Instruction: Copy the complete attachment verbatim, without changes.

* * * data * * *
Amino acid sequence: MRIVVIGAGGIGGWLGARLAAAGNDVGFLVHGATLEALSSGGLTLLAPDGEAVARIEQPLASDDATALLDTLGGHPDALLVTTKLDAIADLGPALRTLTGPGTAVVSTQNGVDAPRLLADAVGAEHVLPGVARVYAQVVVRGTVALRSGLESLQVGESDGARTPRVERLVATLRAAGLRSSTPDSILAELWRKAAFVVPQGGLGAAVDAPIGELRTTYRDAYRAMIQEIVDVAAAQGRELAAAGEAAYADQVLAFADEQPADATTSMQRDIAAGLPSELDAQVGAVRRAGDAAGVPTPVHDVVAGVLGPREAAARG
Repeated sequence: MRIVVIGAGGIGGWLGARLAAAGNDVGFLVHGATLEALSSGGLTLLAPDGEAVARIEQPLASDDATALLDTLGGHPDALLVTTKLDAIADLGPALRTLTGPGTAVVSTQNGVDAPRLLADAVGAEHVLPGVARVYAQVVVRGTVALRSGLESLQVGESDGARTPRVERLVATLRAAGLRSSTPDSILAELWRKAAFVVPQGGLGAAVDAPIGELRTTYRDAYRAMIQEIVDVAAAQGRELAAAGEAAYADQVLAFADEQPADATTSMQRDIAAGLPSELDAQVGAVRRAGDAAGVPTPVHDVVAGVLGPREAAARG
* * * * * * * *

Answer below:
Amino acid sequence: MRIVVIGAGGIGGWLGARLAAAGNDVGFLVHGATLEALSSGGLTLLAPDGEAVARIEQPLASDDATALLDTLGGHPDALLVTTKLDAIADLGPALRTLTGPGTAVVSTQNGVDAPRLLADAVGAEHVLPGVARVYAQVVVRGTVALRSGLESLQVGESDGARTPRVERLVATLRAAGLRSSTPDSILAELWRKAAFVVPQGGLGAAVDAPIGELRTTYRDAYRAMIQEIVDVAAAQGRELAAAGEAAYADQVLAFADEQPADATTSMQRDIAAGLPSELDAQVGAVRRAGDAAGVPTPVHDVVAGVLGPREAAARG
Repeated sequence: MRIVVIGAGGIGGWLGARLAAAGNDVGFLVHGATLEALSSGGLTLLAPDGEAVARIEQPLASDDATALLDTLGGHPDALLVTTKLDAIADLGPALRTLTGPGTAVVSTQNGVDAPRLLADAVGAEHVLPGVARVYAQVVVRGTVALRSGLESLQVGESDGARTPRVERLVATLRAAGLRSSTPDSILAELWRKAAFVVPQGGLGAAVDAPIGELRTTYRDAYRAMIQEIVDVAAAQGRELAAAGEAAYADQVLAFADEQPADATTSMQRDIAAGLPSELDAQVGAVRRAGDAAGVPTPVHDVVAGVLGPREAAARG